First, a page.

A dog from Spain named Lima is to get a say in whether Angela Merkel can form a new Government in Germany.
The dog was signed up as a member of the centre-left Social Democratic Party (SPD), which is holding a ballot on whether to join a new coalition under Merkel.
Germany's biggest-selling newspaper, Bild, has admitted it tricked the SPD into signing Lima up in order to test the party's identity checking procedures.
The party failed to detect the ploy, and Lima was accepted as a member. It was sent a postal ballot form to vote on the coalition deal as well as campaign leaflets from rival camps.
The debacle is the latest in a series of humiliations for the SPD, and came a day after an opinion poll found its support had fallen so low it is now in third place behind the nationalist Alternative for Germany party (AfD).
The findings mean the SPD's place as one of the two main parties in Germany is under threat for the first time since World War II.
The SPD is currently holding a postal ballot of its 463,723 members on a coalition pact with Merkel. But the party is in chaos, riven by infighting over the deal.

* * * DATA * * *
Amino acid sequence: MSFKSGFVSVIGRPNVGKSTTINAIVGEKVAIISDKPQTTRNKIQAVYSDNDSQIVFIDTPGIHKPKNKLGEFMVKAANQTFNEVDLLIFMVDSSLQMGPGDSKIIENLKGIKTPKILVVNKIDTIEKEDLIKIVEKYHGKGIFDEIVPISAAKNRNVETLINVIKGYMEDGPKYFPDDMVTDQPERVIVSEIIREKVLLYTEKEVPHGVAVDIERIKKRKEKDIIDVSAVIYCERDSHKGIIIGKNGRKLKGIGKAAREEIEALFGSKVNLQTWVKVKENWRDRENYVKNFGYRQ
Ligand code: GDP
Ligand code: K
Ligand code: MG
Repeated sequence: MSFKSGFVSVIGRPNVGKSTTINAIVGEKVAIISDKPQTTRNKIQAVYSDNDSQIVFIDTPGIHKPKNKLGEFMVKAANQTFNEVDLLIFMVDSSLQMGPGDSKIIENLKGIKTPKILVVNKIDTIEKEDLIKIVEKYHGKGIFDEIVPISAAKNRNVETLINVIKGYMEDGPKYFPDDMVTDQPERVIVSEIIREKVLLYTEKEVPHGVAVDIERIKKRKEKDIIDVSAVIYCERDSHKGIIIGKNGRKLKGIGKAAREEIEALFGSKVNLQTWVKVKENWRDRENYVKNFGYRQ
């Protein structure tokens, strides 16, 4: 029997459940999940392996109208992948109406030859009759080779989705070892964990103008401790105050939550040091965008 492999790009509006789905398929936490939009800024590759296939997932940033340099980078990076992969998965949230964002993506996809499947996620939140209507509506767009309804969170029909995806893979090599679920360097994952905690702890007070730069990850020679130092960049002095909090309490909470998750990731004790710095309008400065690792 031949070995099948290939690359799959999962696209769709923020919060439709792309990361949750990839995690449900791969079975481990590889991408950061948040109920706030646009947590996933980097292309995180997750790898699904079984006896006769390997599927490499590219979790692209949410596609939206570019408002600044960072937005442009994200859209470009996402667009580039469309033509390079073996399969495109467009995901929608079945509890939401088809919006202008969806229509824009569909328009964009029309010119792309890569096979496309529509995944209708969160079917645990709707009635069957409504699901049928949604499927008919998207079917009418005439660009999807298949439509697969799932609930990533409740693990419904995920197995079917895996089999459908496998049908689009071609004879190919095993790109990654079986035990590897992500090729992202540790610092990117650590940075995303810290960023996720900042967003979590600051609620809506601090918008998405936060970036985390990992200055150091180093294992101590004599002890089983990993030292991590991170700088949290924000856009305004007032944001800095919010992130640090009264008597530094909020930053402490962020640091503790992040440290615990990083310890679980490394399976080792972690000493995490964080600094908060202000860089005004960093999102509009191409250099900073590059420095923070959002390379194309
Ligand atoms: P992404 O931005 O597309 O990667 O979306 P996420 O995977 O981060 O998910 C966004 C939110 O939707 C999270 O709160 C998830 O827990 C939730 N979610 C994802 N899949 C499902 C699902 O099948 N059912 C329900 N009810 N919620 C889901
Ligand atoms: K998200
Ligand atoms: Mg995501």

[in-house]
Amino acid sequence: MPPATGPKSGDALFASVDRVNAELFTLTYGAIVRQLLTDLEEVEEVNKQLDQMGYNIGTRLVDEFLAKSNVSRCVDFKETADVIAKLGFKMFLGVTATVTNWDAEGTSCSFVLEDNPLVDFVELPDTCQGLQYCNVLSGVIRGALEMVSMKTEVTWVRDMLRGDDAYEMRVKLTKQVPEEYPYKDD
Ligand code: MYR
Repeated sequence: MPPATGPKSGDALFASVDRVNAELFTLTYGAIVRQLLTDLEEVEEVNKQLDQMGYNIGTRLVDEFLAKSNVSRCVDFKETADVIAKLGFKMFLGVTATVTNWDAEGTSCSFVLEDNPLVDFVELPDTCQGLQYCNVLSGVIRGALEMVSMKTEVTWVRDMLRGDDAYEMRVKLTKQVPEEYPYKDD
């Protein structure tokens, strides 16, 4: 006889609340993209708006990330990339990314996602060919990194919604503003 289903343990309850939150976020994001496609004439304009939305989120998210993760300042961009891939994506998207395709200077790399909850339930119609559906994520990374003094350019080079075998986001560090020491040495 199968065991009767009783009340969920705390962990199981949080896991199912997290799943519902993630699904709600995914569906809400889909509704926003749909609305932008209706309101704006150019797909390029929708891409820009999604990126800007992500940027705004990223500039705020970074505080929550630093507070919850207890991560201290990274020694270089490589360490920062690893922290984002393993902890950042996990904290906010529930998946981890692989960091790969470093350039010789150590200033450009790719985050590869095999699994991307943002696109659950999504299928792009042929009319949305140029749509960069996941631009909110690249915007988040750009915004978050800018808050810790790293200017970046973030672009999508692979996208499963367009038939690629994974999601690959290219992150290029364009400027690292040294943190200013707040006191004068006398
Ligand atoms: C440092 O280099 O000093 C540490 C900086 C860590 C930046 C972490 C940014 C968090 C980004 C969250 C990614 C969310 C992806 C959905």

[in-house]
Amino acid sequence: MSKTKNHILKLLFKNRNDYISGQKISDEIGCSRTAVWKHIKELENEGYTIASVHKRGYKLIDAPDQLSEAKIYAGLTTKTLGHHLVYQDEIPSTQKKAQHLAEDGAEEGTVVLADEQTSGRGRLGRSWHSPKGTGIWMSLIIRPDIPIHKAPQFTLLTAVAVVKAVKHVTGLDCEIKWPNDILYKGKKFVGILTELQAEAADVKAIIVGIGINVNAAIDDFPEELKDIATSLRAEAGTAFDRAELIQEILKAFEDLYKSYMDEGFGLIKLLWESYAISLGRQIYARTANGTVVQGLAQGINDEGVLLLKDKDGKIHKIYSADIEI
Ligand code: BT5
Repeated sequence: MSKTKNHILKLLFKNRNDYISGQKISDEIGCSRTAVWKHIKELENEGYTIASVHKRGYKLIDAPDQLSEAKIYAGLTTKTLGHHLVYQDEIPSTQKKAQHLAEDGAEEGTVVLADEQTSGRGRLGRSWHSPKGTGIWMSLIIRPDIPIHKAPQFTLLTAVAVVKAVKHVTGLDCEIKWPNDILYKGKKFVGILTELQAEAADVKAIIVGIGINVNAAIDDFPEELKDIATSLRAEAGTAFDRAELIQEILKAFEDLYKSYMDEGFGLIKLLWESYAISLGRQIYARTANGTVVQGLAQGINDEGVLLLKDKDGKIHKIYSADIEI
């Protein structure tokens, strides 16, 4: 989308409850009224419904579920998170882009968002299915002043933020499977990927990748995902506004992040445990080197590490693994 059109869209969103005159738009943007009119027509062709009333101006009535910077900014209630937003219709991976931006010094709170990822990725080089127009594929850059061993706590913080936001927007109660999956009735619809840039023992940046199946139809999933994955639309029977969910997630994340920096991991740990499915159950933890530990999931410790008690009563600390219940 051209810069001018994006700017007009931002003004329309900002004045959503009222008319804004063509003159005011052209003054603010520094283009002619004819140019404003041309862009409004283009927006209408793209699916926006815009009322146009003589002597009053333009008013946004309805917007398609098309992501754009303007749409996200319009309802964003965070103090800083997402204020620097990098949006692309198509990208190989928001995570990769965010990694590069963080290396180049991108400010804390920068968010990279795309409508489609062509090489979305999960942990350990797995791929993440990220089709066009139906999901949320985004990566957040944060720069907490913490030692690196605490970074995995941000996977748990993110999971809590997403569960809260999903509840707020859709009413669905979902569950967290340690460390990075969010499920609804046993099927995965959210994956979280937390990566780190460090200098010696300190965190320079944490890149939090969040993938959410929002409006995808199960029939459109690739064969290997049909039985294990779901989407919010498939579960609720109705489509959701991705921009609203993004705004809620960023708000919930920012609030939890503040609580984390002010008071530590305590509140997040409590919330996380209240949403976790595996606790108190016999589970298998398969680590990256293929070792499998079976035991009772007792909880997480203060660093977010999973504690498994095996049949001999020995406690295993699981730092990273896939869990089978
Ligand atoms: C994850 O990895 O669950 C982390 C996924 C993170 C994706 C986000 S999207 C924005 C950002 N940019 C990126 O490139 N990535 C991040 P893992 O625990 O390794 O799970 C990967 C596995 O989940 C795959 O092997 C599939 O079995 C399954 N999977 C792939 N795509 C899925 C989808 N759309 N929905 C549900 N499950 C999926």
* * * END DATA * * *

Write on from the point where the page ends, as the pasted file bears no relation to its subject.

Martin Schulz, its former leader, was forced to resign after losing the confidence of members.
The disarray has seen support for the SPD plummet, with a poll for the Insa Institute this week finding it had dropped to an all-time low of 15.5 per cent, behind the AfD, which moved into second place on 16 per cent.
Merkel's Christian Democrats (CDU) are still comfortably in first place, on 32 per cent, but she needs the SPD's support to form a new Government.
A militant campaign by opponents of the deal within the SPD, to sign up new members to vote No, recruited about 24,000 people before a deadline earlier this month. But that has now been undercut by the disclosure that one of them was a dog.